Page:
Also In Global Health News: HIV/AIDS Programs in S. Asia; Drug Shortages In Kenya; HIV/AIDS In China; Climate Change And Malaria

Report Calls For Countries In S. Asia To Step Up HIV/AIDS Support Services For Migrants

A report released by the U.N. Development Program (UNDP), UNAIDS and the International Labour Organization on Tuesday highlights the failure of HIV/AIDS programs in South Asia to reach populations migrating to the region and calls upon governments to do more for such populations, IANS/Sify News reports (11/30). “Among the report’s recommendations are safe mobility and migration under international labour standards and conventions; non-discrimination and protection against abuse and other human rights violations; minimum wage and gender equity; improved access to HIV services, welfare, security and safety as well as information, counseling services and legal aid; and protection from deportation on grounds of HIV positive status,” according to a UNDP press release (.pdf) (11/30).

IRIN Examines Contributing Factors To Drug Shortages In Kenya

IRIN examines how “poor supply chain management, corruption and insufficient funding of the health service” often lead to drug shortages in Kenya, the article also looks at recent efforts taken by the government to remedy the situation. For instance, instead of Kenya’s health centers receiving standard kits with essential medications, “the country is piloting a new ‘pull’ system where drug supply is based on orders from health centers, in the hope that this will improve the ability to provide essential drugs in the quantities required,” IRIN writes. The government also started to allow the Kenya Medical Supplies Agency to purchase drugs through local suppliers in an effort to drive down the number of stock-outs and has requested additional funds from the Treasury to purchase essential drugs (11/30).

News Outlets Report On Growing Pressure On Chinese Government To Acknowledge How Blood Transfusions, Donations In 1990s Contributed To Spread Of HIV/AIDS In China

The Los Angeles Times examines the factors that contributed to the spread of HIV/AIDS among people living in China who donated blood and received blood transfusions at government-run hospitals in the 1990s. According to the newspaper, “the Chinese government has yet to offer an apology or investigate a massive cover-up that allowed the disease to spread exponentially after it was well known that the blood supply was tainted. … Besides free [anti-]retroviral drugs, victims have received almost no compensation.” The article includes quotes from several people living with HIV/AIDS in China who say they became infected during blood transfusions (Demick, 11/27).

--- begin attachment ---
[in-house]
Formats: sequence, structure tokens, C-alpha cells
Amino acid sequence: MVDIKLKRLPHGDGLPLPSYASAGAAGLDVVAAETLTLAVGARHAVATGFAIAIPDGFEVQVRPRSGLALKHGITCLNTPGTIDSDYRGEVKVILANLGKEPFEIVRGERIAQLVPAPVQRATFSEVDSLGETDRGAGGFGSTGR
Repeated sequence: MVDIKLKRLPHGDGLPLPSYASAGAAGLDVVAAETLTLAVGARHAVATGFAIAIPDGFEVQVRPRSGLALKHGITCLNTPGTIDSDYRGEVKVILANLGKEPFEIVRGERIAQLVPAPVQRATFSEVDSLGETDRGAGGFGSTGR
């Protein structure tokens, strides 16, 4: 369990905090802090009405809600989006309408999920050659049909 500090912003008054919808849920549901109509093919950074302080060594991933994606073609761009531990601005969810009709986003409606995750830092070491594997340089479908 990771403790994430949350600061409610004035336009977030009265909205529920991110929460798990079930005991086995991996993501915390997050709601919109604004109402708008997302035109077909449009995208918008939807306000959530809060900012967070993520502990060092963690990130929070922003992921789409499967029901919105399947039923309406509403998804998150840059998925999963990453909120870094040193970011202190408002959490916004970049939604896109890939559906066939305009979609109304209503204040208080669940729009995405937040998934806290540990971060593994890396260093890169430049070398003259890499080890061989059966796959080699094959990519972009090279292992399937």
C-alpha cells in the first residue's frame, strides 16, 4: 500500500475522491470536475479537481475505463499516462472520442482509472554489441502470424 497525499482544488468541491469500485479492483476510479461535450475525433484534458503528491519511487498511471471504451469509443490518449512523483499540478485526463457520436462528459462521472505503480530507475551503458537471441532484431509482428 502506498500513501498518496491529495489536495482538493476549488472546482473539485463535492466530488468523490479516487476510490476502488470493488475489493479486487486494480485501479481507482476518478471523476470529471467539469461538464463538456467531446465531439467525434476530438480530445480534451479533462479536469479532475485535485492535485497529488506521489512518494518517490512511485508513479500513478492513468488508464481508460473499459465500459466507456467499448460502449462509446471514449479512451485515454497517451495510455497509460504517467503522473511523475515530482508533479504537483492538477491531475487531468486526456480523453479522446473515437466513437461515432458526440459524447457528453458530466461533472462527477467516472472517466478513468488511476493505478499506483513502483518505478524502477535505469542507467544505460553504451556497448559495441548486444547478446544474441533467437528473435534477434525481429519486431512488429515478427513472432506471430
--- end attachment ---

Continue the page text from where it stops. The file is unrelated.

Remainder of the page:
Meanwhile, the Associated Press reports that a retired Chinese health official this week appealed for the government “to come clean about a 1990s blood-selling scandal that infected tens of thousands of people with the virus that causes AIDS. … His appeal this week for a full and open investigation highlights a contradiction in China’s AIDS policy. Even as the government has become more open and better at treating HIV, it has refused to acknowledge past lapses, which it fears could embolden citizens to challenge its legitimacy” (Wond, 11/30).

AFP Looks At Debate Over Climate Change, Malaria Link

Agence France-Presse examines the debate over whether global warming could lead to an increase in malaria in some parts of the world. “‘There is a very direct link between malaria and climate. As climate changes further, more areas will become suitable for transmission’ of the malaria parasite,” said Andrew Githeko, a Kenyan physician who leads a research project on climate change and human health. But according to Oxford University’s Simon Hay, despite temperature increases, the Malaria Atlas Project “shows clearly there has been no expansion of malaria in the last 100 years.” Hays added, “It has systematically retreated from the temperate regions to the tropics.” The piece includes quotes from a Ugandan doctor, the head of Uganda’s malaria program and a UNICEF official (Bachorz, 11/28).

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